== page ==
Seneca Falls resident Greg Zoller believes Benedict Arnold “was the greatest war hero in the history of the United States” … “a man of integrity and principle,” who “when he went to the British side during the war was — in his mind — doing what he thought was best for his country. And love of his country was his driving principle.”

I read Zoller’s book, “Benedict Arnold, The Fighting General, For The Love Of My Country.” While Arnold may have rationalized that his actions were in the best interests of America, Zoller does not substantiate his opinions about Arnold’s genuineness with credible evidence.

Until Arnold made the decision to betray his oath of loyalty, he was, indeed, a war hero. Zoller does a good job of portraying Arnold’s heroism prior to doing the things that forever made his name synonymous with the word traitor.

Once the American Revolution was off and running, Arnold proved to be an outstanding military leader. During the autumn of 1775 he led a march through Maine, into Canada, that culminated with an attack on the walled city of Quebec. While the attack was unsuccessful, Arnold’s bravery resulted in much adulation.

His continued leadership qualities were apparent in the Lake Champlain campaign and in the battle of Saratoga, where Arnold was wounded badly. He was promoted to major general because of the way he conducted himself in these and other battles.

Nevertheless, Arnold complained that other officers received credit to which Arnold was entitled. He was accused of corrupt dealings. His lavish spending habits resulted in indebtedness. Arnold resented America’s alliance with France and believed America could resolve its differences with England. He was sympathetic to American loyalists, largely due to the fact that his wife — who aided Arnold’s treacherous communications with the enemy — and her parents were Loyalists.

Even before Gen. George Washington gave Arnold command of West Point in July 1780, he developed a plan to surrender this major stronghold to the British. As for Arnold’s “honorable intentions,” Arnold demanded Britain pay him 20,000 English pounds. (Just one British pound in 1776 is now worth 160 pounds in Great Britain and $210 in the United States). Prior to this deal, Arnold was giving the British details about Washington’s troop movements and French reinforcements.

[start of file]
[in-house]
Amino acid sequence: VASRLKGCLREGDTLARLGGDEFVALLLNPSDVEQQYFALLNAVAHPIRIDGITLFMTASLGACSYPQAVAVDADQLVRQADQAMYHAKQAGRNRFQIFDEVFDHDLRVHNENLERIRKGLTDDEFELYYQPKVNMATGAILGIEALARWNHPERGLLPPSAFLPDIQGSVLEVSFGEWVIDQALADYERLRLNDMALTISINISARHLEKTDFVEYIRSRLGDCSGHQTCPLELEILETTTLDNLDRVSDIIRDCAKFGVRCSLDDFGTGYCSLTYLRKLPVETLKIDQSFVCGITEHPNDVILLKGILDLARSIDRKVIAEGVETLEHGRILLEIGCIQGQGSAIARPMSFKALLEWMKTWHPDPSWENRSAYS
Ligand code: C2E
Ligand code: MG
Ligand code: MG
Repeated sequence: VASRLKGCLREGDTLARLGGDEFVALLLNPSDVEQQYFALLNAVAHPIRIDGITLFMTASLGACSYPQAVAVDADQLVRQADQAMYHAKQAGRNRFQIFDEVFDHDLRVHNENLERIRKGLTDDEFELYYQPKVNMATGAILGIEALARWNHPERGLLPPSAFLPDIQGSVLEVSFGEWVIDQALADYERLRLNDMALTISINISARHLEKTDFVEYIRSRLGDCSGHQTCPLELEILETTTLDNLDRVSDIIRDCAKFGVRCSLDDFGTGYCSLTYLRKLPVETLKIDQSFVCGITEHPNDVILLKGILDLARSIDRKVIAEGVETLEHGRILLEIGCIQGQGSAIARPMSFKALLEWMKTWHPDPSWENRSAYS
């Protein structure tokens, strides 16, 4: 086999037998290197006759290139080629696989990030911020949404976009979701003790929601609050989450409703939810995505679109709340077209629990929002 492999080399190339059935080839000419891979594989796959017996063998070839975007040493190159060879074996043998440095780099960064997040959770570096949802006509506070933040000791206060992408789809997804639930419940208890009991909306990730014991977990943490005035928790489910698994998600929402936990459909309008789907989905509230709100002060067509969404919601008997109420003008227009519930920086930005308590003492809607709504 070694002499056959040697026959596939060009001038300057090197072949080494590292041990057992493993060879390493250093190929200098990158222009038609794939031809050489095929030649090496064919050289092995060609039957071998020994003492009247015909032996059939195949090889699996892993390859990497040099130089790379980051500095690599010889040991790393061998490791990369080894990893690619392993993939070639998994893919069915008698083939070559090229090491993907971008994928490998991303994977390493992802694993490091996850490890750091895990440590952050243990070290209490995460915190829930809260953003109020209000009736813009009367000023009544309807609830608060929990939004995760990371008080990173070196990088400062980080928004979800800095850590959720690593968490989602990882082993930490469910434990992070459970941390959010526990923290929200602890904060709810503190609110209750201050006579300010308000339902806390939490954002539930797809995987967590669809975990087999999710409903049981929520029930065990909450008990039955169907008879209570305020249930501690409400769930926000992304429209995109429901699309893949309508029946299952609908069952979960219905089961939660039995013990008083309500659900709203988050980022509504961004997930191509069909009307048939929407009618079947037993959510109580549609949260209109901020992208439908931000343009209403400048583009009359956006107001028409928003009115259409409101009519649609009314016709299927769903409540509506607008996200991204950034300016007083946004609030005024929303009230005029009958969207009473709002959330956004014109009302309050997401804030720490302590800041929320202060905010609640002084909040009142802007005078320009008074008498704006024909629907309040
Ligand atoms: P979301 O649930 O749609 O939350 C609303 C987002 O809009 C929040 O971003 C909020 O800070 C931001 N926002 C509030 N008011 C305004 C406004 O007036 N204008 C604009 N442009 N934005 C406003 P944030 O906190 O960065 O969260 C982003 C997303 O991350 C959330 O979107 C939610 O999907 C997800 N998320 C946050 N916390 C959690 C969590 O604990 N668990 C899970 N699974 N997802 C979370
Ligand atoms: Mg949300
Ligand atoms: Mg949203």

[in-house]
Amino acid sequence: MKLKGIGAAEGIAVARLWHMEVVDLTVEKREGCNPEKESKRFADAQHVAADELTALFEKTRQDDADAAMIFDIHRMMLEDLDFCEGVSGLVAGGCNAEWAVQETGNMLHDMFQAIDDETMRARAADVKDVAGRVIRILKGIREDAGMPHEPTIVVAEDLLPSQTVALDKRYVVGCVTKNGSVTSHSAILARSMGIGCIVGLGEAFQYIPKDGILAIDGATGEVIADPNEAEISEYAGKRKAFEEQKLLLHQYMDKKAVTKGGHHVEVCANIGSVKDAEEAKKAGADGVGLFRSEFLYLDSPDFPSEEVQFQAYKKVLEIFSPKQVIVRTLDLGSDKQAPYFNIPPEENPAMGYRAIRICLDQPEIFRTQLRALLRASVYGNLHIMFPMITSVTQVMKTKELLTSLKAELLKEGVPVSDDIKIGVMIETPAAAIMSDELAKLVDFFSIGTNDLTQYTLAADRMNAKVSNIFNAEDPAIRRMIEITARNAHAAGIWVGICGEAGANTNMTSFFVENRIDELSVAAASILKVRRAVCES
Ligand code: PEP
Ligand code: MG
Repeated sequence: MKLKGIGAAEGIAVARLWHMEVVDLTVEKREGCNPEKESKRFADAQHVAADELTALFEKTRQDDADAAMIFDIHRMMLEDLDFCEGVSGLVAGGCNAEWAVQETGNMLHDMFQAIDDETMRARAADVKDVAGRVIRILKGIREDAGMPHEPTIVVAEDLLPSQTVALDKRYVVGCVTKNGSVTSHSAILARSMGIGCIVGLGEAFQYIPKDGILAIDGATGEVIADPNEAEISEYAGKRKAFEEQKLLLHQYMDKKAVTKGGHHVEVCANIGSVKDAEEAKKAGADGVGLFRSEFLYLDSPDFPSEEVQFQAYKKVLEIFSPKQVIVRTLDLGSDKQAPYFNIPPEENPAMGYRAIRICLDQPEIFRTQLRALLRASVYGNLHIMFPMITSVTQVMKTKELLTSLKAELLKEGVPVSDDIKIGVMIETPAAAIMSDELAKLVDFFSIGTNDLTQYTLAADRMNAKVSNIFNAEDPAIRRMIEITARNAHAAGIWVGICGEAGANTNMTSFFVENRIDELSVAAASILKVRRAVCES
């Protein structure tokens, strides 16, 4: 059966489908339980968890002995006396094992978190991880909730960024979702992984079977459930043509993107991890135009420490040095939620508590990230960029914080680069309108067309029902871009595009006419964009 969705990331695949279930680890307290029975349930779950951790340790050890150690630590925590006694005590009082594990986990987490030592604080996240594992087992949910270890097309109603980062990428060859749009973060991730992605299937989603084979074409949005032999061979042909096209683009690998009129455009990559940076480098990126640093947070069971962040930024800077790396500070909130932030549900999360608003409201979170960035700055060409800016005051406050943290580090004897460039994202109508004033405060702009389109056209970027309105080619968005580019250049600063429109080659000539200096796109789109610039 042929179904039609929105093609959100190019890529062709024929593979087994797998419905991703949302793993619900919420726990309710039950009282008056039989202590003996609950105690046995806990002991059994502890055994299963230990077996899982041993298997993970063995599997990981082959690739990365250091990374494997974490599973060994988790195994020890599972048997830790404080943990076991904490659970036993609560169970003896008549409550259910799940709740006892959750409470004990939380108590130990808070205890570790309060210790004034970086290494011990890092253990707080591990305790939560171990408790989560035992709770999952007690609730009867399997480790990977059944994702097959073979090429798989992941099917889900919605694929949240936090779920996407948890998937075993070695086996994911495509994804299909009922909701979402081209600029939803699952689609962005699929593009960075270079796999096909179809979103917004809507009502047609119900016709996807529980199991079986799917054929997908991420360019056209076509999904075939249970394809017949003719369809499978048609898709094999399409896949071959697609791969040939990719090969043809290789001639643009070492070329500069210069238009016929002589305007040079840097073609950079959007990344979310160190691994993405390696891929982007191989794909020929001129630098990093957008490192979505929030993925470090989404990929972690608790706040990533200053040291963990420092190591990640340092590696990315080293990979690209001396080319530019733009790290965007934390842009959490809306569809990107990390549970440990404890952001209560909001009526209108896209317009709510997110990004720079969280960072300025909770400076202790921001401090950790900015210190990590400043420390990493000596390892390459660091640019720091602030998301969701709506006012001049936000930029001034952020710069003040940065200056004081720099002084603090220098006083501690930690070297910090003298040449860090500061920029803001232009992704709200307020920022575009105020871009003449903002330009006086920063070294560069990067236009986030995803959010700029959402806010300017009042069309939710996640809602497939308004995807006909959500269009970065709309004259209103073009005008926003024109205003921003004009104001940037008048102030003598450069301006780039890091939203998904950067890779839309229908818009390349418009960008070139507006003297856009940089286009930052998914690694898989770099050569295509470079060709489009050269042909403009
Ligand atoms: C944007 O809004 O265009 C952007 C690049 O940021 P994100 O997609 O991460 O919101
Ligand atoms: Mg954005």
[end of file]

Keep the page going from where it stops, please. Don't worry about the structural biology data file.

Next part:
Arnold met with British spy John André and finalized plans to surrender West Point to the British. Arnold’s treason was exposed when patriot militia captured André and found papers revealing the plot concealed in André’s boot.

As soon as he learned about André’s arrest, Arnold fled. André was hanged (this was the same punishment given to Nathan Hale, an American spy apprehended by the British. Hale’s reported last words: “I regret that I have but one life to lose for my country”).

Arnold was further rewarded with a commission as a British brigadier general and a generous lifetime pension. He commanded British soldiers in the raid of Richmond and surrounding localities. Troops under Arnold’s command destroyed much of New London, Conn., and slaughtered American soldiers after they had surrendered following the Battle of Groton Heights. Zoller suggests this slaughter occurred without Arnold’s approval, but there is evidence to the contrary, including a chilling letter Arnold wrote to Washington that warned that if André was hanged, “I call Heaven and earth to witness that your Excellency will be justly answerable for the torrent of blood that may be split in consequence.”

I can’t fault Zoller for not proving his theories. Even if America’s best defense attorneys could devise strategies to exonerate Arnold’s bad name and reputation, I doubt they would succeed.

Zoller recognizes that pursuing history is “fun and interesting.” I liked the way Zoller puts the reader “in the shoes of an early American colonist in the later 1700s” by describing the hardships of what daily life was like, such as, “for most people, home was a one-room cabin with dirt floors and no windows. There were no bathrooms. You went to an outhouse, outdoor latrine or into the woods when necessary.”

Chapter 20, “A Long and Painful Winter for Arnold and America,” is especially noteworthy. Arnold spent five months flat on his back trying to recover while enduring horrible pain from his atrophied wounded leg. Arnold “survived the ordeal but would be crippled and in pain for the rest of his life.” The chapter also describes a time when Arnold “went on the offensive with Congress and he became the first advocate for veterans’ rights. He badgered Congress with his memories of men bleeding and dying during service to their country, while Congress had made no provisions for their widows and children.”

This chapter also discusses a letter Arnold received from British Col. Beverly Robinson intended to persuade Arnold that if he joined the British side, he could help guide America away from France and toward independence under a more benevolent Britain. Zoller notes that, “it wasn’t long after Robinson’s letter that most historians point to evidence of Arnold’s first contact with the British.”

Historical evidence reveals Arnold’s subsequent actions were motivated largely by self-interests, rather than the best interests of America. In his own lifetime, Arnold was vilified not only in America but throughout the world.

After the French statesman Charles-Maurice de Talleyrand met Arnold in 1794, Talleyrand said, “I must confess that I felt much pity for him … for I witnessed his agony.”

Canandaigua resident Joel Freedman contributes book reviews and essays to the Finger Lakes Times frequently. Now retired, Freedman taught U.S. history at Finger Lakes Community College for many years.

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